A grand experiment in social media sentiment analysis comes to an end in 15 days.
Also, the United States elects its next President.
If social media sentiment analysis is a reflection of the thoughts and feelings of the population at large, then analysis of political discussion on social media should reflect real election results.
In other words, if most people on social media speak positively of Candidate A, and the population at large also likes him, that would suggest that social media is a good reflection of real-life sentiment. If social media says one thing and the population at large says another, that would make it harder to determine the relationship between social analytics and real-life results.
It's not enough to just pick the winner. After all, a coin toss has a 50/50 chance of dong that right. To be a true test, social media sentiment analysis would need to pick the margin, and get state-by-state results right.
If social media discussion proves an accurate reflection of public sentiment, it would be profoundly important to businesses looking to measure public opinion about their brands. A company looking to find out what the public thinks of its products wouldn't need to rely on focus groups, surveys, and other inexact measures. It could just read social media and know. Even imperfect results would be useful.
Results from previous studies look promising. The mere number of Twitter messages mentioning a political party reflected the results of a 2009 German federal election, according to a 2010 German study. And, according to a School of Computer Science Carnegie Mellon University study, Twitter discussion correlates with the results of consumer confidence surveys in 2008 through 2009.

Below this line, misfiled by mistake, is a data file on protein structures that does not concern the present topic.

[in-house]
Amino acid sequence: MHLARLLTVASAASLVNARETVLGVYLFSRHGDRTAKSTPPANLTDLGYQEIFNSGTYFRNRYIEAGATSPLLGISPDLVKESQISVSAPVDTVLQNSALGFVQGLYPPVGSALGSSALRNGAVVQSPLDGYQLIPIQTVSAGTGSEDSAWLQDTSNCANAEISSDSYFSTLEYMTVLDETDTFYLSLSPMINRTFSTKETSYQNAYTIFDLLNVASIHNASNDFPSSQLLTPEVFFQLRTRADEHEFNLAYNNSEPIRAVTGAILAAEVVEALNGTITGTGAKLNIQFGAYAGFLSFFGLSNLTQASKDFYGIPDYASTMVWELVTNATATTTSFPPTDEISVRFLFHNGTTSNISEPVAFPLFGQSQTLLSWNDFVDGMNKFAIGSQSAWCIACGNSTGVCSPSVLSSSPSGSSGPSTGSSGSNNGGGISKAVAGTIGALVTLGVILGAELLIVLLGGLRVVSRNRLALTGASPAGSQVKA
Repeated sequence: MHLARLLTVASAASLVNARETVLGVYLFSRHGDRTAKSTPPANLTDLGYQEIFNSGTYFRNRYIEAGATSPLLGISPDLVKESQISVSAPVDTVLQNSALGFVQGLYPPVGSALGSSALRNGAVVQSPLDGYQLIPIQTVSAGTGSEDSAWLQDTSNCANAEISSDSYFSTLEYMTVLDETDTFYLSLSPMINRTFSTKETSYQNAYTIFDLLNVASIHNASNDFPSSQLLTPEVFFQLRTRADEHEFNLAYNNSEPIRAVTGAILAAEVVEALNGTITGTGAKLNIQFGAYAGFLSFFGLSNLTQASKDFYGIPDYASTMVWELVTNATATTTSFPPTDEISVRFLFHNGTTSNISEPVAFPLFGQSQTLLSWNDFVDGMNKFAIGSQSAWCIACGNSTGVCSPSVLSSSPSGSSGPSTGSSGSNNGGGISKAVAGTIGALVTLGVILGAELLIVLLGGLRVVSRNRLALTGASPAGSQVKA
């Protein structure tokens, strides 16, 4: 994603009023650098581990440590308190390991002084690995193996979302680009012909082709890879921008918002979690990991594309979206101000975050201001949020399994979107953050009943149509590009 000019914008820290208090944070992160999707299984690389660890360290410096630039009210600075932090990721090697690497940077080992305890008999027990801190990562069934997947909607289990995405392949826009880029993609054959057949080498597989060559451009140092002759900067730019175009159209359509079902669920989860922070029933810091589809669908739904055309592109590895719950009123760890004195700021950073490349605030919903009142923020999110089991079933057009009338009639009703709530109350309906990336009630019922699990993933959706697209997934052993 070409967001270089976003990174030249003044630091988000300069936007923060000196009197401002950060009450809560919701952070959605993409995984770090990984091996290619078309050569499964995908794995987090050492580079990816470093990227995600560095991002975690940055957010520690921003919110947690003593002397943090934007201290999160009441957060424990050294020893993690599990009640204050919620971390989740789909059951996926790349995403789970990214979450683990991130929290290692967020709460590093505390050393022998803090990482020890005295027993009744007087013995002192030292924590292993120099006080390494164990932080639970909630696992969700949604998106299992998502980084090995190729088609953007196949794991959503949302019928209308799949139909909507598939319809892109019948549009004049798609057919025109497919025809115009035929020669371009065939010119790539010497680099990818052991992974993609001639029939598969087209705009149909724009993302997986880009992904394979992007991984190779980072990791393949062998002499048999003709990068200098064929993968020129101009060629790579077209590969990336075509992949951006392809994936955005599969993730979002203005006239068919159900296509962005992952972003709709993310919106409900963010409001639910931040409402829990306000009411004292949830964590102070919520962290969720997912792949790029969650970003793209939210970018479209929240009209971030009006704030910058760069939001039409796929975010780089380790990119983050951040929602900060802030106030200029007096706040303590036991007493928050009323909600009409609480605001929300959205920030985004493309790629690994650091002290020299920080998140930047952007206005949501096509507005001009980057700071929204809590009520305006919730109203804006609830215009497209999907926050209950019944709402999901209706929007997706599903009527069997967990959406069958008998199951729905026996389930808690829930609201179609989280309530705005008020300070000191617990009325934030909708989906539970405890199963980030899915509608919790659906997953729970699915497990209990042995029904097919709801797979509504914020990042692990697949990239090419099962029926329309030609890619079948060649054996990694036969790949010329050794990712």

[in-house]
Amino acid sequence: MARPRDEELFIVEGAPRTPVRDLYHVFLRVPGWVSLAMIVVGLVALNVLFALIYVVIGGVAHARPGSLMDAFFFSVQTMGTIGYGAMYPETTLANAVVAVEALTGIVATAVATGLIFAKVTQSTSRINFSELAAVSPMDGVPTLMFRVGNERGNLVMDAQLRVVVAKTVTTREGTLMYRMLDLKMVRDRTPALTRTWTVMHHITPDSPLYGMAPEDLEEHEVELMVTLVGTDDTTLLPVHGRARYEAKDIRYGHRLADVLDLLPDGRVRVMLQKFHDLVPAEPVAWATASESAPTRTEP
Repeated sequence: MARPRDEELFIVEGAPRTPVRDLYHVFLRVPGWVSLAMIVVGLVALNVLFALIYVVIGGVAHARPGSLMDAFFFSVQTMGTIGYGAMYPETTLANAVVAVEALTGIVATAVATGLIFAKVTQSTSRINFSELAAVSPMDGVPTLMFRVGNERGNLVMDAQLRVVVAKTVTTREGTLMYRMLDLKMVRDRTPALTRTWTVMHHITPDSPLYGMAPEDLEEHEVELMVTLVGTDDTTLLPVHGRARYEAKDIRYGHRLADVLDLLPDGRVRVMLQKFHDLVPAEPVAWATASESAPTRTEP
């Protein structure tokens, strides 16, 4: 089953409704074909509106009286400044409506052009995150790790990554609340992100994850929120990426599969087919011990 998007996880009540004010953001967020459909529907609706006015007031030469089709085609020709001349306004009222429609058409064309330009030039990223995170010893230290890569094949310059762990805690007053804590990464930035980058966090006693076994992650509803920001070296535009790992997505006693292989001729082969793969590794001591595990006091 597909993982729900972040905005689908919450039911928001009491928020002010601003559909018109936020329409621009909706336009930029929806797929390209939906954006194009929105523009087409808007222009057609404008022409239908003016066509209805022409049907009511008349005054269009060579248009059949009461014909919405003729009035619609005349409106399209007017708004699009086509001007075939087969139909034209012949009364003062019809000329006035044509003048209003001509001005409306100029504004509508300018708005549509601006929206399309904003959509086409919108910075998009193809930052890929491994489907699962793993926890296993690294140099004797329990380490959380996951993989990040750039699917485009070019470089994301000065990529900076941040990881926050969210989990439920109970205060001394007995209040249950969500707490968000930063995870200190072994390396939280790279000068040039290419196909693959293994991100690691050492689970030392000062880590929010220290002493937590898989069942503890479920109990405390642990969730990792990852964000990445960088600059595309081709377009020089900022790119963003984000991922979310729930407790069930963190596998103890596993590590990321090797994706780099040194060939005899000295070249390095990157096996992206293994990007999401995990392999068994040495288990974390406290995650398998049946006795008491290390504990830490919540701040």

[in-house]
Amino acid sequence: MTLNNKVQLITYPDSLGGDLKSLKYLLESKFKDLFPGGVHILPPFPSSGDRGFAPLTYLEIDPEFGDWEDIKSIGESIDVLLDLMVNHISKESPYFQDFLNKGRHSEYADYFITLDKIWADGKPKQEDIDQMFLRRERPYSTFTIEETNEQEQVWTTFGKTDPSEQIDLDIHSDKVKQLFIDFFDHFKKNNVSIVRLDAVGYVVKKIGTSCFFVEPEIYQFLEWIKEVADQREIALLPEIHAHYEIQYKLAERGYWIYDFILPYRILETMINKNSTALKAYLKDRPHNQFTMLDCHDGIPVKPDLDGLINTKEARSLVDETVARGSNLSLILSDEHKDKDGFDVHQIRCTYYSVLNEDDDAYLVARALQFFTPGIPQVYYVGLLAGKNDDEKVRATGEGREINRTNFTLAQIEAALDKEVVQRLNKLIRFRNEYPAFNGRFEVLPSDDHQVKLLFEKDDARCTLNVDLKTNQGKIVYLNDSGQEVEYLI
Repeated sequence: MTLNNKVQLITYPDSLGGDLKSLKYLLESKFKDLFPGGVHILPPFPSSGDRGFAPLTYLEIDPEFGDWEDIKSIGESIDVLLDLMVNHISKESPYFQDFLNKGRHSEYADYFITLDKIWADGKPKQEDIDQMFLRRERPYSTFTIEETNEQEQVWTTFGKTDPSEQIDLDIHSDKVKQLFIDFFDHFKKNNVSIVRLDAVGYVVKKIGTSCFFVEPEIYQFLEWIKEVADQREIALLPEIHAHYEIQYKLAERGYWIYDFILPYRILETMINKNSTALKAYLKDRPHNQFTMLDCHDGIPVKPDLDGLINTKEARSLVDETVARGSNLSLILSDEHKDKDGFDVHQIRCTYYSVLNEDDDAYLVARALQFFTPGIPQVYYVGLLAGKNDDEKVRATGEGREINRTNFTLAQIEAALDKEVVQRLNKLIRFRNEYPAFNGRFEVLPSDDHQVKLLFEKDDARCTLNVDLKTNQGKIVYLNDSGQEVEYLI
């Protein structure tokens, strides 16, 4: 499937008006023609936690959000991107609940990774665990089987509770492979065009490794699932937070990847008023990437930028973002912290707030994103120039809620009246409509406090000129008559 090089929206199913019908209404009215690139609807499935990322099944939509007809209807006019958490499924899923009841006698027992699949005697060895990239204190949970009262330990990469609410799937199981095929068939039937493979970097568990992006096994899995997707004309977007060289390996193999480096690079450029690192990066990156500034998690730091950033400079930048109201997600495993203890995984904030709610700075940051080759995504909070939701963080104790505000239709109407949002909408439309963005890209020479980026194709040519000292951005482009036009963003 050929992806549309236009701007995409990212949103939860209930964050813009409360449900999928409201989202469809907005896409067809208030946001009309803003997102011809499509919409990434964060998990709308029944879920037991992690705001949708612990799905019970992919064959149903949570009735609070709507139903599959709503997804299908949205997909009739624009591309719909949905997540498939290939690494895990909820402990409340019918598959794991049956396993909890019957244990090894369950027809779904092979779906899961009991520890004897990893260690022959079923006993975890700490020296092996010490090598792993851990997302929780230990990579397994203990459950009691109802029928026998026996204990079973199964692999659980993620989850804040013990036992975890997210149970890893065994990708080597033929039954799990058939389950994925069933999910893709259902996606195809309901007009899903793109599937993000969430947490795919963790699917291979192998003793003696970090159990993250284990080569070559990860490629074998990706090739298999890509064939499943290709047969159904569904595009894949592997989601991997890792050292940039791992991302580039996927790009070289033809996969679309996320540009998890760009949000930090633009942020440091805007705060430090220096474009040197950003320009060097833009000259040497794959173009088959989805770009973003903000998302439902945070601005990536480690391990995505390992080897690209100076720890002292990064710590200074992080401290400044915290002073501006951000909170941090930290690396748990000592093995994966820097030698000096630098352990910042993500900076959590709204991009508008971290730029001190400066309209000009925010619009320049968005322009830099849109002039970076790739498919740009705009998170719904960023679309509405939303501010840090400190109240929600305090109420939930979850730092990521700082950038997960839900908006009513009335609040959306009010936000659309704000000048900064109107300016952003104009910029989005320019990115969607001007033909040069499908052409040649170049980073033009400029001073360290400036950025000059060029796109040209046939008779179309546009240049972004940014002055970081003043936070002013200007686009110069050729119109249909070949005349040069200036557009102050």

Economist Seth Stephens-Davidowitz looks to Google search trends as a guide to voter sentiment. For example, he predicts voter turnout will be about the same as it was in 2008, with "little evidence for a 2012 electorate significantly more favorable to Democrats or Republicans than the one that obtained in 2008."
According to an article on DataInformed, catchphrases and trending topics on social media during the election often involve brands. For example, when Mitt Romney used the phrase "binders full of women" in a debate last week, the resulting social media jokes were filled with brand images -- for the South Park TV show; the Meryl Streep movie The Devil Wears Prada; and places where a consumer could buy binders, such as OfficeMax, Staples, and Walgreens.
Brands mentioned in a political context on social media will want to at least monitor discussion to see how they're being used.
Marketers who want to live more dangerously can jump on current trends. For example, in liberal-leaning Seattle, a local cupcake shop ran a Facebook promotion (coinciding with the debate) for a cupcake flavor that President Obama enjoys. The downside to this tactic, however, is the alienation of the other side.
So, who does social media say will win the election? Alas, I haven't been able to find any social media analytics studies predicting the outcome. Do you know of any? Let us know.
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ó Mitch Wagner , Editor in Chief, Internet Evolution